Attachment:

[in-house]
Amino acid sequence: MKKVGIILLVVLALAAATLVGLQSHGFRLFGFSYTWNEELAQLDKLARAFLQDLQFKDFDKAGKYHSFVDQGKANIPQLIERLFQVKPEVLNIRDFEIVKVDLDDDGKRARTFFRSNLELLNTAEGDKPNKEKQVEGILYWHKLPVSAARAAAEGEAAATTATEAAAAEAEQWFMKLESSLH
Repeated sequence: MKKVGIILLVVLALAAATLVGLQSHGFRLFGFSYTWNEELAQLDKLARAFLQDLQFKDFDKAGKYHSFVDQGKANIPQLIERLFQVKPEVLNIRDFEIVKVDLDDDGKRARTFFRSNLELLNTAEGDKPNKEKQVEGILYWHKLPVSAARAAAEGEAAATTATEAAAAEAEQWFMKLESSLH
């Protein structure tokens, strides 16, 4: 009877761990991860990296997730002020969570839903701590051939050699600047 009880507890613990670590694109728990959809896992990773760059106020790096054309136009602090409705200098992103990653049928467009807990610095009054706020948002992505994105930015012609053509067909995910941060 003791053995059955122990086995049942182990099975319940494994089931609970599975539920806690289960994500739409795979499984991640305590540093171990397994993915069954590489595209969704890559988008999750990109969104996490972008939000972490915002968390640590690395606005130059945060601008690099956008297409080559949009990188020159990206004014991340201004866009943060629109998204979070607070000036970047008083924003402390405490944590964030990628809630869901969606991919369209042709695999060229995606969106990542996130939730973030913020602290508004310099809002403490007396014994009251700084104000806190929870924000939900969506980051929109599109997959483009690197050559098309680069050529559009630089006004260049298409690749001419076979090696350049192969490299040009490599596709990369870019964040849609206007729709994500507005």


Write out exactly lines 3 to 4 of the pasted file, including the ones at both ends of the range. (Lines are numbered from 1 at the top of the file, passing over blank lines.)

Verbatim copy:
Repeated sequence: MKKVGIILLVVLALAAATLVGLQSHGFRLFGFSYTWNEELAQLDKLARAFLQDLQFKDFDKAGKYHSFVDQGKANIPQLIERLFQVKPEVLNIRDFEIVKVDLDDDGKRARTFFRSNLELLNTAEGDKPNKEKQVEGILYWHKLPVSAARAAAEGEAAATTATEAAAAEAEQWFMKLESSLH
């Protein structure tokens, strides 16, 4: 009877761990991860990296997730002020969570839903701590051939050699600047 009880507890613990670590694109728990959809896992990773760059106020790096054309136009602090409705200098992103990653049928467009807990610095009054706020948002992505994105930015012609053509067909995910941060 003791053995059955122990086995049942182990099975319940494994089931609970599975539920806690289960994500739409795979499984991640305590540093171990397994993915069954590489595209969704890559988008999750990109969104996490972008939000972490915002968390640590690395606005130059945060601008690099956008297409080559949009990188020159990206004014991340201004866009943060629109998204979070607070000036970047008083924003402390405490944590964030990628809630869901969606991919369209042709695999060229995606969106990542996130939730973030913020602290508004310099809002403490007396014994009251700084104000806190929870924000939900969506980051929109599109997959483009690197050559098309680069050529559009630089006004260049298409690749001419076979090696350049192969490299040009490599596709990369870019964040849609206007729709994500507005």